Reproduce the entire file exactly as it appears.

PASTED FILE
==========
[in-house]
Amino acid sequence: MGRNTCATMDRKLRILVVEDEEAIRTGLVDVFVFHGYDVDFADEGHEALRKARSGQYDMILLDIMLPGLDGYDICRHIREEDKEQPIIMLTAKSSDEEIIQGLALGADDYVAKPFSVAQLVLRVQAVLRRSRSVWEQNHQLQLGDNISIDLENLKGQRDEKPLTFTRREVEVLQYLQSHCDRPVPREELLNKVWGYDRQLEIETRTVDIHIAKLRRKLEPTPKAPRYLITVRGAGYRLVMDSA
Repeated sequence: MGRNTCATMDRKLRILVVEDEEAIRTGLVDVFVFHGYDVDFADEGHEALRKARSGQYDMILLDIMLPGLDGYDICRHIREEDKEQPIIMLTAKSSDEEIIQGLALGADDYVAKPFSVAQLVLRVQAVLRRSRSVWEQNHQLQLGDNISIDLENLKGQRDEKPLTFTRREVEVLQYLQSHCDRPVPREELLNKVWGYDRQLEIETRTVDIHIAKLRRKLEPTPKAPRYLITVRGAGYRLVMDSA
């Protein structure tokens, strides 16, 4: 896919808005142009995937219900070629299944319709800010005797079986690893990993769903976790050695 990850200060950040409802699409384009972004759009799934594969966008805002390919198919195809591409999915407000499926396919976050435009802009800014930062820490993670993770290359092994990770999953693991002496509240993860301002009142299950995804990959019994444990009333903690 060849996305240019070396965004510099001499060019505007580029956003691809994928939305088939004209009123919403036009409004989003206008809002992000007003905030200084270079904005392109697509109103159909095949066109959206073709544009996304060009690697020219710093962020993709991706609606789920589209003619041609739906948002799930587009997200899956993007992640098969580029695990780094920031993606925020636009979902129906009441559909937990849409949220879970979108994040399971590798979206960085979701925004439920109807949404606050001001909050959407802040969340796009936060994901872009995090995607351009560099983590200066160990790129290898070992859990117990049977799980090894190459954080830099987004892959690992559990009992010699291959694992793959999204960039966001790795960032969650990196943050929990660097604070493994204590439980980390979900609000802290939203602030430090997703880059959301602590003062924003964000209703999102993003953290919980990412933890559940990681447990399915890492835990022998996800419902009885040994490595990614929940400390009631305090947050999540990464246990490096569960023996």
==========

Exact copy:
[in-house]
Amino acid sequence: MGRNTCATMDRKLRILVVEDEEAIRTGLVDVFVFHGYDVDFADEGHEALRKARSGQYDMILLDIMLPGLDGYDICRHIREEDKEQPIIMLTAKSSDEEIIQGLALGADDYVAKPFSVAQLVLRVQAVLRRSRSVWEQNHQLQLGDNISIDLENLKGQRDEKPLTFTRREVEVLQYLQSHCDRPVPREELLNKVWGYDRQLEIETRTVDIHIAKLRRKLEPTPKAPRYLITVRGAGYRLVMDSA
Repeated sequence: MGRNTCATMDRKLRILVVEDEEAIRTGLVDVFVFHGYDVDFADEGHEALRKARSGQYDMILLDIMLPGLDGYDICRHIREEDKEQPIIMLTAKSSDEEIIQGLALGADDYVAKPFSVAQLVLRVQAVLRRSRSVWEQNHQLQLGDNISIDLENLKGQRDEKPLTFTRREVEVLQYLQSHCDRPVPREELLNKVWGYDRQLEIETRTVDIHIAKLRRKLEPTPKAPRYLITVRGAGYRLVMDSA
């Protein structure tokens, strides 16, 4: 896919808005142009995937219900070629299944319709800010005797079986690893990993769903976790050695 990850200060950040409802699409384009972004759009799934594969966008805002390919198919195809591409999915407000499926396919976050435009802009800014930062820490993670993770290359092994990770999953693991002496509240993860301002009142299950995804990959019994444990009333903690 060849996305240019070396965004510099001499060019505007580029956003691809994928939305088939004209009123919403036009409004989003206008809002992000007003905030200084270079904005392109697509109103159909095949066109959206073709544009996304060009690697020219710093962020993709991706609606789920589209003619041609739906948002799930587009997200899956993007992640098969580029695990780094920031993606925020636009979902129906009441559909937990849409949220879970979108994040399971590798979206960085979701925004439920109807949404606050001001909050959407802040969340796009936060994901872009995090995607351009560099983590200066160990790129290898070992859990117990049977799980090894190459954080830099987004892959690992559990009992010699291959694992793959999204960039966001790795960032969650990196943050929990660097604070493994204590439980980390979900609000802290939203602030430090997703880059959301602590003062924003964000209703999102993003953290919980990412933890559940990681447990399915890492835990022998996800419902009885040994490595990614929940400390009631305090947050999540990464246990490096569960023996």